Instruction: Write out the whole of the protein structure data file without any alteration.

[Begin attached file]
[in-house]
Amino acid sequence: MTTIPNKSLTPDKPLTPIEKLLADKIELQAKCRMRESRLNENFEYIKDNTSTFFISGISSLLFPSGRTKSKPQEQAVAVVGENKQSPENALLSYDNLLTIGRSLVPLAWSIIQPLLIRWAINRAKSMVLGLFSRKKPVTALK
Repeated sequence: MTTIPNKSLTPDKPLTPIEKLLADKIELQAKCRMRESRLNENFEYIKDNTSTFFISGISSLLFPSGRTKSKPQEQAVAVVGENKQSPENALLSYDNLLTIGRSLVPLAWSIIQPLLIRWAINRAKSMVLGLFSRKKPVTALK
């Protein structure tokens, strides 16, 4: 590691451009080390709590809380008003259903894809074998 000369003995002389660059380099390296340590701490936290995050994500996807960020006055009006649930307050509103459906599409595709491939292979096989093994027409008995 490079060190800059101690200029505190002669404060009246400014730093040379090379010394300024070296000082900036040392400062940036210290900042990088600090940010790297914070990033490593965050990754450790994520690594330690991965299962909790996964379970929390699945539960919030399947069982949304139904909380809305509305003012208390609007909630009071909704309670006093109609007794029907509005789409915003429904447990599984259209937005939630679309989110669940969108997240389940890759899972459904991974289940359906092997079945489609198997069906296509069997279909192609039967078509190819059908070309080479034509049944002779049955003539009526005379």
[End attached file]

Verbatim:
[in-house]
Amino acid sequence: MTTIPNKSLTPDKPLTPIEKLLADKIELQAKCRMRESRLNENFEYIKDNTSTFFISGISSLLFPSGRTKSKPQEQAVAVVGENKQSPENALLSYDNLLTIGRSLVPLAWSIIQPLLIRWAINRAKSMVLGLFSRKKPVTALK
Repeated sequence: MTTIPNKSLTPDKPLTPIEKLLADKIELQAKCRMRESRLNENFEYIKDNTSTFFISGISSLLFPSGRTKSKPQEQAVAVVGENKQSPENALLSYDNLLTIGRSLVPLAWSIIQPLLIRWAINRAKSMVLGLFSRKKPVTALK
């Protein structure tokens, strides 16, 4: 590691451009080390709590809380008003259903894809074998 000369003995002389660059380099390296340590701490936290995050994500996807960020006055009006649930307050509103459906599409595709491939292979096989093994027409008995 490079060190800059101690200029505190002669404060009246400014730093040379090379010394300024070296000082900036040392400062940036210290900042990088600090940010790297914070990033490593965050990754450790994520690594330690991965299962909790996964379970929390699945539960919030399947069982949304139904909380809305509305003012208390609007909630009071909704309670006093109609007794029907509005789409915003429904447990599984259209937005939630679309989110669940969108997240389940890759899972459904991974289940359906092997079945489609198997069906296509069997279909192609039967078509190819059908070309080479034509049944002779049955003539009526005379």